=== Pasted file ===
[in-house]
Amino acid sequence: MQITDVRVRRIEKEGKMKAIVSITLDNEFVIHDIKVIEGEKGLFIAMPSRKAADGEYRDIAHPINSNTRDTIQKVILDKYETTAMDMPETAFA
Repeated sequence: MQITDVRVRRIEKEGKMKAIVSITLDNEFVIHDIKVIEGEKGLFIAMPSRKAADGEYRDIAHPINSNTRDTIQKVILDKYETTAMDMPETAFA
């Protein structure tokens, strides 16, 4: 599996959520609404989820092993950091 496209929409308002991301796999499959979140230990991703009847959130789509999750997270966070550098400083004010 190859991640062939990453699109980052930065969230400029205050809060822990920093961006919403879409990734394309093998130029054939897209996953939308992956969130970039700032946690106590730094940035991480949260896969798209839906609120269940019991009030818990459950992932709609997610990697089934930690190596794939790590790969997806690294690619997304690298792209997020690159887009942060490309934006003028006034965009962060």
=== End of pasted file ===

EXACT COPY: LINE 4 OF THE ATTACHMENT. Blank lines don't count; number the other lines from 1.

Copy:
């Protein structure tokens, strides 16, 4: 599996959520609404989820092993950091 496209929409308002991301796999499959979140230990991703009847959130789509999750997270966070550098400083004010 190859991640062939990453699109980052930065969230400029205050809060822990920093961006919403879409990734394309093998130029054939897209996953939308992956969130970039700032946690106590730094940035991480949260896969798209839906609120269940019991009030818990459950992932709609997610990697089934930690190596794939790590790969997806690294690619997304690298792209997020690159887009942060490309934006003028006034965009962060």